Who do you think agreed to pay those players all of that money?  Yep, the Bank of Jerry Jones.

Dallas received only a fifth round draft pick from Cleveland in the trade for Amari Cooper.  So, what did the Cowboys do to replace their #1 receiver?

Not very much.

Dallas signed former Pittsburgh Steelers wide receiver James Washington as a free agent.  Ol’ JJ inked this former Oklahoma State Cowboys wide receiver at a bargain basement cost of $1.1 million for one year.

James Washington started 25 of his 60 games for the Steelers from 2018-2021, but his receiving and touchdown totals were less than stellar.  Unlike Dallas, the Steelers seem to draft and develop a few talented wide receivers every year.  James Washington had become expendable.

Even if James Washington might be able to help the Cowboys, Dallas fans will have to wait for another two months to see him play.  The wide receiver fractured a bone in his foot during preseason and has been placed on the injured-reserve list to start the regular season.  Ouch.

Then there’s the story of wide receiver Michael Gallup.  The Cowboys’ former third round draft pick suffered a torn ACL (knee injury) during last year’s playoff loss to San Francisco.  Gallup had knee surgery in February.

Just one month after Gallup’s surgery, Dallas Cowboys owner Jerry Jones gave the wide receiver a 5-year, $62.5 million contract extension.  Jones did this without any knowledge of how well Michael Gallup’s knee would respond after surgery.

Gallup did not play in the preseason.  He has been making slow progress.  The latest word indicates that Gallup may (perhaps) return to the Dallas line-up in Week #3.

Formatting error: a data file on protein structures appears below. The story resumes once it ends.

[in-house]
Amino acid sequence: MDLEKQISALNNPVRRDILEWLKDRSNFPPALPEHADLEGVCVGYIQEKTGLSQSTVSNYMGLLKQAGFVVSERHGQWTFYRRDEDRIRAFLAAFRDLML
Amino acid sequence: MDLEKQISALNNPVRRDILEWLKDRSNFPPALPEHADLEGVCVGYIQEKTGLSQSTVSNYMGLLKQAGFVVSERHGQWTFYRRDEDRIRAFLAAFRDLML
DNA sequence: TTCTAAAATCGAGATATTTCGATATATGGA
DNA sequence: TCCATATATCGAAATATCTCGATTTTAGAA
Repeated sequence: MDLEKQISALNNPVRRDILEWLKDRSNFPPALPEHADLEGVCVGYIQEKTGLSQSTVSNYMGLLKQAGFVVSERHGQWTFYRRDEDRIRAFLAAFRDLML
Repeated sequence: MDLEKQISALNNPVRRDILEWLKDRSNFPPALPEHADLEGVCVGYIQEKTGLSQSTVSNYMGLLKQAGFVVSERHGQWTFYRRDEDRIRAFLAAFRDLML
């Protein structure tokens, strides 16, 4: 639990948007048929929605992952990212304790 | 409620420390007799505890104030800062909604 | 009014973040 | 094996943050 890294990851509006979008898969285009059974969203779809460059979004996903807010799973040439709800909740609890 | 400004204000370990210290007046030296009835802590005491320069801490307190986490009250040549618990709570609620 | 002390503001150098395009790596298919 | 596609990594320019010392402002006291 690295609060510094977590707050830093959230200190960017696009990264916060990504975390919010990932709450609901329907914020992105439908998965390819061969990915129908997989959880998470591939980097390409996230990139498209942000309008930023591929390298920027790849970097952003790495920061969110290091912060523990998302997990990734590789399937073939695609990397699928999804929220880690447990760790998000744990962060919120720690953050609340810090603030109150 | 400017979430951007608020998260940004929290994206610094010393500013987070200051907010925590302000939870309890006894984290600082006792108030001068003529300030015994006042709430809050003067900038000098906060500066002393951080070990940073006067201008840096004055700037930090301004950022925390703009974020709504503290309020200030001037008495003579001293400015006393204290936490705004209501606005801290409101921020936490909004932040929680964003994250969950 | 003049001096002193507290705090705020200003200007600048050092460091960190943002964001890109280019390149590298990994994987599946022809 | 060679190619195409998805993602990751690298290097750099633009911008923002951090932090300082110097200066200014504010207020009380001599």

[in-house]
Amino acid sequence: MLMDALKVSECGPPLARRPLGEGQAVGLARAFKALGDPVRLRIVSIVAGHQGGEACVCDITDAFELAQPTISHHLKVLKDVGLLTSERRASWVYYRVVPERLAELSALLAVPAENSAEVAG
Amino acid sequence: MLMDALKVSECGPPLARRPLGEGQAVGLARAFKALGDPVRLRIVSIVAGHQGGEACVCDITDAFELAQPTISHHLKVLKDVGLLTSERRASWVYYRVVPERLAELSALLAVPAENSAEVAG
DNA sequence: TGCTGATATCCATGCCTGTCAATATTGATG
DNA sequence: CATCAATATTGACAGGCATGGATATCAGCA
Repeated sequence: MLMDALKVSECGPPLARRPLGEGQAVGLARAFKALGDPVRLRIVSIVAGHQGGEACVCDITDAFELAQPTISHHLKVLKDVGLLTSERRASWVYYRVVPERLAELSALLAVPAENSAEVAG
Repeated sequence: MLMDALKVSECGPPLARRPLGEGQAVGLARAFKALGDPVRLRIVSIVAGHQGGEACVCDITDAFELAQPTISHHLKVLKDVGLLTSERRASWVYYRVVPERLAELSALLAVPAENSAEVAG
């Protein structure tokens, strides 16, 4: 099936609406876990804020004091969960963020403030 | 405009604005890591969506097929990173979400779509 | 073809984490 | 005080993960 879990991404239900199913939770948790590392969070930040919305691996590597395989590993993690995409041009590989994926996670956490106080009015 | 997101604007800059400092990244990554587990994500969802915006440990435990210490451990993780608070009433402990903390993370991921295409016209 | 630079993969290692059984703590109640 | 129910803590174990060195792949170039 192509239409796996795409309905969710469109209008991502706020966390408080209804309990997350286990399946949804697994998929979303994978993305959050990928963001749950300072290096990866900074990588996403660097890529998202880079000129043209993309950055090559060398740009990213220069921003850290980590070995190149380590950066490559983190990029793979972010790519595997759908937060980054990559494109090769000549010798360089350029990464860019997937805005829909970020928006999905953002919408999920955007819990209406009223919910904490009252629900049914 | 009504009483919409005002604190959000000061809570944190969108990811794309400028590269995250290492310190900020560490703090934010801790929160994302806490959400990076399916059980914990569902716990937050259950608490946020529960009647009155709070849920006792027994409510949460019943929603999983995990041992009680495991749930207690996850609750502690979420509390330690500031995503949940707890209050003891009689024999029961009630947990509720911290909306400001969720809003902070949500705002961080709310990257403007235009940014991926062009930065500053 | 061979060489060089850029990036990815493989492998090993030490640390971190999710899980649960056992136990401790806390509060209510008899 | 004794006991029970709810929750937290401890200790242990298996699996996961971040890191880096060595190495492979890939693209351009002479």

Dallas Cowboys owner (and self-declared chief medical officer) Jerry Jones recently offered a few comments about Michael Gallup’s knee during his weekly radio show prior to the team’s first regular season game against Tampa Bay:

“If this were the Super Bowl, Gallup would be lining up and playing, If Tampa were the Super Bowl, he would be lining up and playing. And, so, we’re going to be cautious — not cautious, but conservative — with him. He won’t be out there against Tampa, but if it were the Super Bowl, he would be out there. He’s that ready.”

Yeah, right.

Financially speaking, Dallas saved $20 million by sending Amari Cooper (the team’s top receiver) to Cleveland.  However, the Cowboys upped the salary of Michael Gallup, the team’s second-best receiver, to nearly $13 million per season and replaced Amari Cooper with Pittsburgh Steelers cast-off James Washington for $1.1 million per year.

Congratulations, Jerry!  You saved yourself $6 million this year.

However, there is no question that the team’s wide receiving group is weaker than it was just a year ago.  Is this what savvy owners do to help their team to win the NFC Championship this year?

The Jones management team expected that their 2020 first round pick, CeeDee Lamb (who makes $3.5 million) would continue to make additional progress toward becoming an elite NFL receiver in 2022.

Unfortunately for Dallas Cowboys fans, NFL teams are now targeting CeeDee Lamb as the new #1 receiver (instead of the departed Amari Cooper).  CeeDee may be speedy, but he is now seeing more double-teams than he did during his first two NFL seasons.  Uh-oh.

During Dallas’ Week 1 loss at home against Tampa Bay on Sunday night, Lamb caught just two passes for a measly 29 yards.